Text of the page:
D. Todd Christofferson, “Moral Discipline,” October 2009 General Conference.
Quote: So far as the philosophy and wisdom of the world are concerned, they mean nothing unless they conform to the revealed word of God. Any doctrine, whether it comes in the name of religion, science, philosophy, or whatever it may be, if it is in conflict with the revealed word of the Lord, will fail. It may appear plausible. It may be put before you in language that appeals and which you may not be able to answer. It may appear to be established by evidence that you cannot controvert but all you need to do is to abide your time. Time will level all things. You will find that every doctrine, every principle, no matter how universally believed, if it is not in accord with the divine word of the Lord to his servants, will perish. Nor is it necessary for us to try to stretch the word of the Lord in a vain attempt to make it conform to these theories and teachings. The word of the Lord shall not pass away unfulfilled (Matt. 24:35;D&C 1:38) but these false doctrines and theories will all fail. Truth, and only truth, will remain when all else has perished. The Lord has said, “And truth is knowledge of things as they are, and as they were, and as they are to come” (D&C 93:24).
Joseph Fielding Smith, “Be Not Deceived,” October 1952 General Conference.
Quote: In the great revelation which contains that famous “Mormon” axiom, “The glory of God is intelligence” (D&C 93:36) we read this:
The Spirit of truth is of God. I am the Spirit of truth, and John bore record of me, saying: He received a fulness of truth, yea, even of all truth; And no man receiveth a fulness unless he keepeth his commandments (D&C 93:26-27).
That, it seems to me, is the key to true education. No man can receive a fulness of truth unless he keeps the commandments of our Father in heaven. Learning is not wisdom. We have been misled into thinking that learning is the ultimate in education. True education must result in wisdom. The learning in the world is great. We stand breathless before the myriad of marvels of science. The wisdom of the world is puny. Witness the devastation of war. May I take a moment to read a verse from II Nephi which I have often quoted regarding this matter of learning? We have had reference made in this conference to the foolishness of so-called wise men.
Joseph F. Smith, “Rely Upon the Lord,” April 1946 General Conference.
- Scripture: D&C 93:33–40
- Commentary: Casey Paul Griffiths, Doctrine and Covenants Minute, Doctrine and Covenants 93:33–35.
- Commentary: Casey Paul Griffiths, Doctrine and Covenants Minute, Doctrine and Covenants 93:36–37.
- Commentary: Casey Paul Griffiths, Doctrine and Covenants Minute, Doctrine and Covenants 93:38–40.
- Scripture: D&C 93:41–48
- Commentary: Casey Paul Griffiths, Doctrine and Covenants Minute, Doctrine and Covenants 93:41–53.
Doctrine and Covenants 93
Steven C. Harper, “Section 93,” Doctrine and Covenants Contexts (Springville, UT: Book of Mormon Central, 2021), 234–235.
Susan Easton Black, “Grace - Insight Into D&C 93,” Restoration Voices Volume 2: Insights and Stories of the Doctrine and Covenants (Springville, UT: Book of Mormon Central, 2021).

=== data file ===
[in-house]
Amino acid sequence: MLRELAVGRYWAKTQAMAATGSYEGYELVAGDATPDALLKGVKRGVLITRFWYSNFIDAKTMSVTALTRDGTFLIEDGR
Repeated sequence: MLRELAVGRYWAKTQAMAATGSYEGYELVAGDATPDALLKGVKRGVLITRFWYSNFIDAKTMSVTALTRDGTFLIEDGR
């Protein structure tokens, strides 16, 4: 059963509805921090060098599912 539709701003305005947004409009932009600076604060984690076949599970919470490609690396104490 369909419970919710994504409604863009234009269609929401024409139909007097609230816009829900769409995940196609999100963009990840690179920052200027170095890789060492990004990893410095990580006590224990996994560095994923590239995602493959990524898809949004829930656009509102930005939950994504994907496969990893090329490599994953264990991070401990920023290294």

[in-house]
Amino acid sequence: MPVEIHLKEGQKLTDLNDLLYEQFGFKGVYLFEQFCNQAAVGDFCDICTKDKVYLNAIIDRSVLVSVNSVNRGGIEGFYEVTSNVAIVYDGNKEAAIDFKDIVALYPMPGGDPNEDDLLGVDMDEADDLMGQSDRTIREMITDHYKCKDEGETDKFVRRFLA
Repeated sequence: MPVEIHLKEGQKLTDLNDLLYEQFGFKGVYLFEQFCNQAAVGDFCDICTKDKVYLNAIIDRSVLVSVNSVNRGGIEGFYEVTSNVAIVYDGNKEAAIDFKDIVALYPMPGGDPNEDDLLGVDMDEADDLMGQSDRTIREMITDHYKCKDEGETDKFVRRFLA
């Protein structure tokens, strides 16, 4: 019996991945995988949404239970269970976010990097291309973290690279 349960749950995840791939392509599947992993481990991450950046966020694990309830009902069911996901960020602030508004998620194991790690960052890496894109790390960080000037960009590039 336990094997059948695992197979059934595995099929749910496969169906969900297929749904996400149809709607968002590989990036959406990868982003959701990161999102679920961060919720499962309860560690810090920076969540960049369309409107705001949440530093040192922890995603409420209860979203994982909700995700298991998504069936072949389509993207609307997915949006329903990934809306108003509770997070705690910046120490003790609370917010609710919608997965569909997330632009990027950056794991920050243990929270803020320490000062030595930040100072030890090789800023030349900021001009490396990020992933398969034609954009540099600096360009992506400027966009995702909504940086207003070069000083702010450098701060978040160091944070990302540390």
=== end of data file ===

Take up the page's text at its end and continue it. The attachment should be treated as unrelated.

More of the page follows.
Matthew McBride, “Man Was Also in the Beginning with God,” Revelations in Context: The Stories Behind the Sections of the Doctrine and Covenants. Salt Lake City, UT: The Church of Jesus Christ of Latter-day Saints, 2016.
Craig J. Ostler, “Doctrine and Covenants 93: How and What We Worship,” Religious Educator 3, no. 2 (2002): 77–85.
Bryce L. Dunford, “‘He Received . . . Grace for Grace’ (D&C 93:12),” Religious Educator 3, no. 2 (2002): 87–95.
Richard D. Draper, “Light, Truth, and Grace: Three Themes of Salvation (D&C 93),” in Sperry Symposium Classics: The Doctrine and Covenants, ed. Craig K. Manscill (Provo, UT: Religious Studies Center, Brigham Young University, 2004), 234–247.
Nicholas J. Frederick, “Illuminating the Text of the Doctrine and Covenants through the Gospel of John,” in You Shall Have My Word: Exploring the Text of the Doctrine and Covenants, ed. Scott C. Esplin, Richard O. Cowan, and Rachel Cope (Provo, UT: Religious Studies Center; Salt Lake City: Deseret Book, 2012), 205–19.
“Joseph Smith Translation of the Bible,” Church History Topics.
Book of Mormon Central. “Why Are There So Many Different Names for the Plan of Salvation? (Alma 42:5).” KnoWhy 312 (May 12, 2017).
Book of Mormon Central, “Where Can You Best Learn about God’s Plan of Salvation? (Alma 24:14),” KnoWhy 272 (February 8, 2017).
Book of Mormon Central, “How is Christ Both the Father and the Son? (Mosiah 15:2),” KnoWhy 92 (May 4, 2016).
Sharon Anderson, “Beneath Canopy of Heaven,” in The Glory of the Son (Orem, UT: Time-Lines Etc., 2019), 67.
Sharon Anderson, “Before the World Was,” in The Glory of the Son (Orem, UT: Time-Lines Etc., 2019), Addendum.
Sharon Anderson, “Sign of the Dove,” in The Glory of the Son (Orem, UT: Time-Lines Etc., 2019), 10.
Sharon Anderson, “The Kingdom Is at Hand,” in The Glory of the Son (Orem, UT: Time-Lines Etc., 2019), 38.
Sharon Anderson, “Glory of the Sun,” in The Glory of the Son (Orem, UT: Time-Lines Etc., 2019), 153.
Sharon Anderson, “Where We Began,” in The Glory of the Son (Orem, UT: Time-Lines Etc., 2019), Addendum.